Officials at the National Institutes of Health are tightening restrictions on outside consulting arrangements with industry after more than a year of investigations turned up potential conflicts of interest.
“Nothing is more important to me than preserving the trust of the public in NIH,” Elias A. Zerhouni, M.D., NIH director, said in a statement announcing the new ethics rules. “It is unfortunate that the activities of a few employees have tainted the stellar reputation of the many thousands of NIH scientists who have never compromised their integrity and have selflessly served the nation with great distinction through their discoveries.”
The new policy bars all NIH employees from engaging in compensated or uncompensated employment or consulting relationships with those organizations that are substantially affected by NIH decisions. Such organizations include pharmaceutical manufacturers, biotechnology companies, support research institutions, health care providers and insurers, and related trade and professional associations.
The policy also prohibits NIH employees from participating in compensated teaching, speaking, writing, or editing with these affected organizations.
Further, NIH employees are prohibited from self-employment activities that involve the sale or promotion of services or products from these organizations.
However, employees are allowed to teach courses that require multiple presentations and are part of an established curriculum at a university or college. They can also teach, speak, or write as part of a continuing education program. However, if the funding for the program comes from a substantially affected organization, like a drug company, it must be funded by an unrestricted grant.
NIH employees can also author articles, chapters, and textbooks that are subject to peer review provided that funding from affected organizations are in the form of unrestricted contributions. They are also allowed to continue clinical care to individual patients.
The new regulation also takes aim at stock ownership. NIH employees who are required to file financial disclosure statements are prohibited from acquiring or holding financial interests in affected organizations including biotechnology, pharmaceutical, and medical device companies.
All other NIH employees are subject to a $15,000 cap on such holdings.
“This new policy is an extension of a profession-wide examination of physicians' relationships to industry,” said William E. Golden, M.D., professor of medicine and public health at the University of Arkansas in Little Rock.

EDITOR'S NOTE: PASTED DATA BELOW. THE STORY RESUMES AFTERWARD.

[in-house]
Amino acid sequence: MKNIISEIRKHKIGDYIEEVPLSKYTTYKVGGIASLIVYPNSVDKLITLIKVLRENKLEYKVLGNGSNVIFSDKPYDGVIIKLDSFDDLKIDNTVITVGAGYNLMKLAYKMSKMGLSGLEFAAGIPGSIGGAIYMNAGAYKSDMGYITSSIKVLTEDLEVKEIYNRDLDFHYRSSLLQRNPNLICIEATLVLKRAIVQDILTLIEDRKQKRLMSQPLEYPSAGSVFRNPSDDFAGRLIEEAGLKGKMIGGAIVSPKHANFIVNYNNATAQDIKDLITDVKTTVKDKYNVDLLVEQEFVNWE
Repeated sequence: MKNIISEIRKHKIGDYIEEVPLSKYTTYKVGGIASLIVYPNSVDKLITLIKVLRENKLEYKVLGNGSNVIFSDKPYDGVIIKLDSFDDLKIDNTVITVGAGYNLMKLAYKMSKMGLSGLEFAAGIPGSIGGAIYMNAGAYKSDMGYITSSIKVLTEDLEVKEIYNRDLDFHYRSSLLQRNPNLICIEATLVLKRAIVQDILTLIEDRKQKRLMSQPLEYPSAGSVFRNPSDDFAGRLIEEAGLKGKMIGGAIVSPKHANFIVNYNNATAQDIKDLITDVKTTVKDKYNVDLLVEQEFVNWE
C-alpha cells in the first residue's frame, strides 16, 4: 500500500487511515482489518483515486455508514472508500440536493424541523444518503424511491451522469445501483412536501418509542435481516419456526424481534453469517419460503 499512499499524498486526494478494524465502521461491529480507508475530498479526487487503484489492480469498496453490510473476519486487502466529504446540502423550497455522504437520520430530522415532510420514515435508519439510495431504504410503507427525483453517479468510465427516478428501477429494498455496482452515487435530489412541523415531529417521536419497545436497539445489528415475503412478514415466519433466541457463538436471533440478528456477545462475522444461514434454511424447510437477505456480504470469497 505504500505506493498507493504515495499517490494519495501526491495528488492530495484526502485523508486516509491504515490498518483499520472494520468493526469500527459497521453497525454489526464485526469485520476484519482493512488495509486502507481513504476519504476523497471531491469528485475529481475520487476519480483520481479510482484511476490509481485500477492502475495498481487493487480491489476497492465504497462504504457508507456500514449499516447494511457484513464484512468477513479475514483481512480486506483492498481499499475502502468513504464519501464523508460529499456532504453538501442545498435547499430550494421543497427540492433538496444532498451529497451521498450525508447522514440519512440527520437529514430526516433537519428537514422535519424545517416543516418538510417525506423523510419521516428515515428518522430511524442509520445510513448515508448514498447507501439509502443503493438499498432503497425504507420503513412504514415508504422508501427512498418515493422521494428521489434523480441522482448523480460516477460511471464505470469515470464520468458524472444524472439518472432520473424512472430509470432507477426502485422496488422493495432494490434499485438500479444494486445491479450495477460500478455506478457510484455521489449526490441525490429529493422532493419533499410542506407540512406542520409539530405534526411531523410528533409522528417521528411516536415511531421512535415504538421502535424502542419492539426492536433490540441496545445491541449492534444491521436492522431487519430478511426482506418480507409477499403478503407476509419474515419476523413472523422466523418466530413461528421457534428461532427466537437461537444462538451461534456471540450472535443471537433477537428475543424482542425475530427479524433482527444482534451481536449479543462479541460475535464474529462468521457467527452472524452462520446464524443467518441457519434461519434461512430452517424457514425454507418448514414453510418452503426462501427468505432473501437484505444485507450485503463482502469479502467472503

The interim final regulation was developed by the Department of Health and Human Services with the Office of Government Ethics and went into effect immediately. Officials at HHS will continue to review the impact of the regulation and work on developing a comprehensive policy regarding outside consulting activities.
The new policy comes after about a year of internal NIH investigations as well as congressional inquiries into consulting arrangements between NIH employees and outside companies. NIH officials had previously proposed a 1-year moratorium on all outside consulting arrangements.
“Though I believe that some outside activities are in the best interest of the public when designed to accelerate the development of new discoveries, we must first have better oversight systems to ensure transparency and sound ethical practices and procedures,” Dr. Zerhouni said.
The new policy was praised by the Association of American Medical Colleges. “The rules are clear and unambiguous and will enhance the public's confidence in the integrity and dedication of NIH employees and scientists,” AAMC President Jordan J. Cohen, M.D., commented in statement.
“We also firmly support NIH's plan to assess the impact of these new rules within 1 year. Given the sweeping changes being made and the possibility of unintended consequences, it is prudent for the agency to undertake a thorough review after full implementation so that appropriate modifications can be made, if necessary,” he said.